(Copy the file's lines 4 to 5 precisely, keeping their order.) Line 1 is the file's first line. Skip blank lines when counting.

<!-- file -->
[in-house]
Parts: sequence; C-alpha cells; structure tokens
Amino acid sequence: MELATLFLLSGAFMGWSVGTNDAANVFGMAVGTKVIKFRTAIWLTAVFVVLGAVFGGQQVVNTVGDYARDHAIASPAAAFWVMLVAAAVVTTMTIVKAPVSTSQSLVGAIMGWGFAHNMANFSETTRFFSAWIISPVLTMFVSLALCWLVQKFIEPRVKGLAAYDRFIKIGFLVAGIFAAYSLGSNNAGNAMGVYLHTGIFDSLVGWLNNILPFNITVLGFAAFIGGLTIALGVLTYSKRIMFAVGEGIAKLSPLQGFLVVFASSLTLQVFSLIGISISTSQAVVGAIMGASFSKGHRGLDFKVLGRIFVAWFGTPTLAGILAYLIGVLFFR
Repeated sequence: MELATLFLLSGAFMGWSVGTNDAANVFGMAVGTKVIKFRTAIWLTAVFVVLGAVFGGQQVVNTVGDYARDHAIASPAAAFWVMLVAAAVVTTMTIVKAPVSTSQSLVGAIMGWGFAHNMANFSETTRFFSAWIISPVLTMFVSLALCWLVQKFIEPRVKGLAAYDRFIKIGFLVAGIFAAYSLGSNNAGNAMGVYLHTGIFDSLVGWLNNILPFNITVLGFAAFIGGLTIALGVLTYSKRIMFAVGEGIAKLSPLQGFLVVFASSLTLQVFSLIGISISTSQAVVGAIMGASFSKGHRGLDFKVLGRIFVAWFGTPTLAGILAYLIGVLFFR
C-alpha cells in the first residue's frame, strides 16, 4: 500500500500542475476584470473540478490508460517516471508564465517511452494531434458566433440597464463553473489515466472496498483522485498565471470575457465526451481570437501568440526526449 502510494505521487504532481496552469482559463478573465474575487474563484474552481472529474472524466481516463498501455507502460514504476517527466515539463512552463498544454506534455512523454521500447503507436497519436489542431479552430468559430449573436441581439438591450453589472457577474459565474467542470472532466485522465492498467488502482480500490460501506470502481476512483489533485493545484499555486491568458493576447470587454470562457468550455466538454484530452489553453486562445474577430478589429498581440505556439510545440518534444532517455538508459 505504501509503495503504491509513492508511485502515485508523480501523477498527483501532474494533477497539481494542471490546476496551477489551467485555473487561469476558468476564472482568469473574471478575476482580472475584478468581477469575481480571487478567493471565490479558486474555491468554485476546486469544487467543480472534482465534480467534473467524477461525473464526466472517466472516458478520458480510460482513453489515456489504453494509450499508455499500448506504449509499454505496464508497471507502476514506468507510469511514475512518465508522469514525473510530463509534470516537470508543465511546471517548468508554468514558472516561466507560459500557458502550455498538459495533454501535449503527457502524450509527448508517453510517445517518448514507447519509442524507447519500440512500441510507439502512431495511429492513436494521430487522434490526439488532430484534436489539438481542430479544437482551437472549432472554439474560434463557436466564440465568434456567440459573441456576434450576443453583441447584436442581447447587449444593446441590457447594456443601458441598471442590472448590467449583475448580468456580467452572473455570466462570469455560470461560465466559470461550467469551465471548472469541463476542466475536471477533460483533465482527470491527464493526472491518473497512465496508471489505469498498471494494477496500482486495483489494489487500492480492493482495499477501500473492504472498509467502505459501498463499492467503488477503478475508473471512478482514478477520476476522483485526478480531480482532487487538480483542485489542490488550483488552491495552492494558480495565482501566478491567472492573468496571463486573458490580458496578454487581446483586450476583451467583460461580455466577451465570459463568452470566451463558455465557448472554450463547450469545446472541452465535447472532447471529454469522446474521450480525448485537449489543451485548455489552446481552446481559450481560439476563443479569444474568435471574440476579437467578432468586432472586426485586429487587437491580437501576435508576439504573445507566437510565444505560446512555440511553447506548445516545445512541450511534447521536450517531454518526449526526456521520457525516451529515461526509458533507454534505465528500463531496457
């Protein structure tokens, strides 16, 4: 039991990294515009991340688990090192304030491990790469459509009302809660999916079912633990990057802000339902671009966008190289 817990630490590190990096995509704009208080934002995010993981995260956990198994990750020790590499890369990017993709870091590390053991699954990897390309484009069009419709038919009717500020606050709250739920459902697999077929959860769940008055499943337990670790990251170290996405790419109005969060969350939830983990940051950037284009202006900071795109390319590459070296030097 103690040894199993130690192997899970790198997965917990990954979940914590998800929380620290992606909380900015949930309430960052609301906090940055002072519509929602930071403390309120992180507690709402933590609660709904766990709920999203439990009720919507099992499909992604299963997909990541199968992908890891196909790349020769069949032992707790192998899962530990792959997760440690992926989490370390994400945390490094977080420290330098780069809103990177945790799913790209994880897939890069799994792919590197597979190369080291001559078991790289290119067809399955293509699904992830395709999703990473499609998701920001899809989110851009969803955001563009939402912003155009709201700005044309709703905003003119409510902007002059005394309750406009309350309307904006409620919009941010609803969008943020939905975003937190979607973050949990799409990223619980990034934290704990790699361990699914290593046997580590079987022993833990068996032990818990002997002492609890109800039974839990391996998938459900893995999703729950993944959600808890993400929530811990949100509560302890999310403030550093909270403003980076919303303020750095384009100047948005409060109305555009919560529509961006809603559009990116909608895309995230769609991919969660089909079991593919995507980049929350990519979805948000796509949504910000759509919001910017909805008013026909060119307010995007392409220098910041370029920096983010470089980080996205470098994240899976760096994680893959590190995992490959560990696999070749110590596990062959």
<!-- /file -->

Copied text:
Repeated sequence: MELATLFLLSGAFMGWSVGTNDAANVFGMAVGTKVIKFRTAIWLTAVFVVLGAVFGGQQVVNTVGDYARDHAIASPAAAFWVMLVAAAVVTTMTIVKAPVSTSQSLVGAIMGWGFAHNMANFSETTRFFSAWIISPVLTMFVSLALCWLVQKFIEPRVKGLAAYDRFIKIGFLVAGIFAAYSLGSNNAGNAMGVYLHTGIFDSLVGWLNNILPFNITVLGFAAFIGGLTIALGVLTYSKRIMFAVGEGIAKLSPLQGFLVVFASSLTLQVFSLIGISISTSQAVVGAIMGASFSKGHRGLDFKVLGRIFVAWFGTPTLAGILAYLIGVLFFR
C-alpha cells in the first residue's frame, strides 16, 4: 500500500500542475476584470473540478490508460517516471508564465517511452494531434458566433440597464463553473489515466472496498483522485498565471470575457465526451481570437501568440526526449 502510494505521487504532481496552469482559463478573465474575487474563484474552481472529474472524466481516463498501455507502460514504476517527466515539463512552463498544454506534455512523454521500447503507436497519436489542431479552430468559430449573436441581439438591450453589472457577474459565474467542470472532466485522465492498467488502482480500490460501506470502481476512483489533485493545484499555486491568458493576447470587454470562457468550455466538454484530452489553453486562445474577430478589429498581440505556439510545440518534444532517455538508459 505504501509503495503504491509513492508511485502515485508523480501523477498527483501532474494533477497539481494542471490546476496551477489551467485555473487561469476558468476564472482568469473574471478575476482580472475584478468581477469575481480571487478567493471565490479558486474555491468554485476546486469544487467543480472534482465534480467534473467524477461525473464526466472517466472516458478520458480510460482513453489515456489504453494509450499508455499500448506504449509499454505496464508497471507502476514506468507510469511514475512518465508522469514525473510530463509534470516537470508543465511546471517548468508554468514558472516561466507560459500557458502550455498538459495533454501535449503527457502524450509527448508517453510517445517518448514507447519509442524507447519500440512500441510507439502512431495511429492513436494521430487522434490526439488532430484534436489539438481542430479544437482551437472549432472554439474560434463557436466564440465568434456567440459573441456576434450576443453583441447584436442581447447587449444593446441590457447594456443601458441598471442590472448590467449583475448580468456580467452572473455570466462570469455560470461560465466559470461550467469551465471548472469541463476542466475536471477533460483533465482527470491527464493526472491518473497512465496508471489505469498498471494494477496500482486495483489494489487500492480492493482495499477501500473492504472498509467502505459501498463499492467503488477503478475508473471512478482514478477520476476522483485526478480531480482532487487538480483542485489542490488550483488552491495552492494558480495565482501566478491567472492573468496571463486573458490580458496578454487581446483586450476583451467583460461580455466577451465570459463568452470566451463558455465557448472554450463547450469545446472541452465535447472532447471529454469522446474521450480525448485537449489543451485548455489552446481552446481559450481560439476563443479569444474568435471574440476579437467578432468586432472586426485586429487587437491580437501576435508576439504573445507566437510565444505560446512555440511553447506548445516545445512541450511534447521536450517531454518526449526526456521520457525516451529515461526509458533507454534505465528500463531496457